Tad McGeer

 

Tad McGeer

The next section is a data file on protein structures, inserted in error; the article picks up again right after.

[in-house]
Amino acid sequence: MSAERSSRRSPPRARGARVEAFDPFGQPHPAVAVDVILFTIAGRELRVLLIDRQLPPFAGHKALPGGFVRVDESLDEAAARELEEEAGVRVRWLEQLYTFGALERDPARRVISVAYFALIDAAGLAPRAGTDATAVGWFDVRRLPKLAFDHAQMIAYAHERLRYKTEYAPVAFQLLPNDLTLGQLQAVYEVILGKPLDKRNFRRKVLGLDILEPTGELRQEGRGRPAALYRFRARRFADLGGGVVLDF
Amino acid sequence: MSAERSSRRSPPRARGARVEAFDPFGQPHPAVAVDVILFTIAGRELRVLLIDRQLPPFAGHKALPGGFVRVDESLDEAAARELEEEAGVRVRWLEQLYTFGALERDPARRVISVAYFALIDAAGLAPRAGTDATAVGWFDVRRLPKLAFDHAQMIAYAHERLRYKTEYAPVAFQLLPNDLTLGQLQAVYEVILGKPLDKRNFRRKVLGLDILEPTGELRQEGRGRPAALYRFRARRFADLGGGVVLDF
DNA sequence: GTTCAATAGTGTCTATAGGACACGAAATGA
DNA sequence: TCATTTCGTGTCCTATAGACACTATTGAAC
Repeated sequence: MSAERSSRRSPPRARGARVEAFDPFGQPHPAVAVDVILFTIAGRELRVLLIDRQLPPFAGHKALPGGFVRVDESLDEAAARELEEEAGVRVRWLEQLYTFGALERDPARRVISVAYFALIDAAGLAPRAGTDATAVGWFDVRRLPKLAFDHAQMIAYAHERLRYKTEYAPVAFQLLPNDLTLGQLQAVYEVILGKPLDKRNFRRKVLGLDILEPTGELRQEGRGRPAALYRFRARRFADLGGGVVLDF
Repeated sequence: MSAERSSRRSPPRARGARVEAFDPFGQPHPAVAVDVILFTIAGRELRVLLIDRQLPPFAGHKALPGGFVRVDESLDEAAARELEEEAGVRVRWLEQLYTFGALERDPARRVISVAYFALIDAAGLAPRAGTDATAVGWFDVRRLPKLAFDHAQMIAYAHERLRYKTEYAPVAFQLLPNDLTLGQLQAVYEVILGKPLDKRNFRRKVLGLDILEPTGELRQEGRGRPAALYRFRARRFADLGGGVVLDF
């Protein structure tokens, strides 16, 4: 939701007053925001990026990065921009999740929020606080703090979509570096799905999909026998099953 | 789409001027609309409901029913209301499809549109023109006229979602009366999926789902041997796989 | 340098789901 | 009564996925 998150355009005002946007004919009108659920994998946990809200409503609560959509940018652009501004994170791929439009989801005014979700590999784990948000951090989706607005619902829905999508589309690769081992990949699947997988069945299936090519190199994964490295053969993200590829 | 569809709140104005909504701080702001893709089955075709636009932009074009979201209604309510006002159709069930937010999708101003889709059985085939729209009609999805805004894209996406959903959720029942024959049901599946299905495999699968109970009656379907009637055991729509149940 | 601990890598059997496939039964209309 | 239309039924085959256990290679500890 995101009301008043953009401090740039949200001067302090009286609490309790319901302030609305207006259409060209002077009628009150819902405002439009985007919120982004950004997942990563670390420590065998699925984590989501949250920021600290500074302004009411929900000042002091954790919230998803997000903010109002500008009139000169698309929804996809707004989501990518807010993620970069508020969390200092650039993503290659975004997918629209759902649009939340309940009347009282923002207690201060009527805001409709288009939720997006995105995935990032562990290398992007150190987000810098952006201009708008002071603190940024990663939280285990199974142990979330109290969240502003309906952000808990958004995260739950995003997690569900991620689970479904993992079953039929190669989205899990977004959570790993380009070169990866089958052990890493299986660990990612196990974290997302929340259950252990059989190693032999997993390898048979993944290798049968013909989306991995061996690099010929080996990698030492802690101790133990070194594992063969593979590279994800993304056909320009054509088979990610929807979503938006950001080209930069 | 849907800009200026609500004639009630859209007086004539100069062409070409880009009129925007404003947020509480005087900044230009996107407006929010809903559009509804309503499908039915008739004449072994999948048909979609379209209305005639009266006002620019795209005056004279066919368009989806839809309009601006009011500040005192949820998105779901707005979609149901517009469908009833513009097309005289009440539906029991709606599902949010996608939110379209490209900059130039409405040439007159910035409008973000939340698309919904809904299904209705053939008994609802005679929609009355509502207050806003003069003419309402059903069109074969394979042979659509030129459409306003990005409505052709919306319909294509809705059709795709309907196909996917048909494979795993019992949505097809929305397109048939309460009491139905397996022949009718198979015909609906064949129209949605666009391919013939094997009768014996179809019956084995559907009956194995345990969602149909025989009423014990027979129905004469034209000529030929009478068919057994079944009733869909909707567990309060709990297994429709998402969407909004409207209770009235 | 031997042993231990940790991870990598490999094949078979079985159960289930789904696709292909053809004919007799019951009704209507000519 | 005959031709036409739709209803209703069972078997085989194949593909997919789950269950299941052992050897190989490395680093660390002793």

Tad McGeer is Aerovel’s founder and president.  He trained as an aeronautical engineer at Princeton and Stanford, and then joined the new Engineering Science faculty at Simon Fraser University in his native British Columbia.  There he developed the concept of passive dynamic walking, which went on to be adopted as a paradigm for study of human locomotion and design of legged robots.  In 1990 he returned to aeronautics, joining a Virginia start-up, Aurora Flight Sciences, as Chief Scientist.  He headed early design studies on the Perseus and Theseus unmanned research aircraft, and then proposed the Aerosonde miniature aircraft concept for long-range weather reconnaissance.  This led to founding of the The Insitu Group, beginning in a Silicon Valley garage in 1992, and moving to the Columbia River Gorge in 1994.  Insitu pioneered development of miniature robotic aircraft in worldwide trials, under conditions ranging from arctic winter to severe tropical thunderstorms.  Aerosondes made the first unmanned Atlantic crossing (1998), first unmanned typhoon reconnaissance (2001), and first unmanned eye penetrations into tropical cyclones (2005).  In 2000, Dr McGeer began design of the Seascan miniature aircraft for long-endurance imaging reconnaissance.  Seascan made the longest-ever flight for a ship-based aircraft in 2004, while the GeoRanger variant made the first unmanned geomagnetic surveys, and the Scaneagle military variant was adopted by the US Marines and Navy.  Dr McGeer directed Insitu’s engineering program for more than 10 years, with particular responsibility for conceptual and configuration design, performance, dynamics and control, avionics, algorithms, simulation, and onboard and ground software.  During his tenure the company grew to more than 100 employees and more than $20M/year in revenue, with recognition as one of the fastest-growing technology firms in North America.  The company went on to be bought by Boeing in 2008 for a reported $400M, and has become the largest employer in the Columbia Gorge.  Two further companies, Aerosonde Pty Ltd and Cloud Cap Technologies, were meanwhile started by Insitu technology and alumni. In 2006 Dr McGeer himself joined with his Stanford classmate and Insitu co-founder Andy von Flotow to start Aerovel for development of the Flexrotor concept.  He continues to serve as an affiliate faculty member in Aeronautics & Astronautics at the University of Washington, and as founder and committee chair for the W Prize.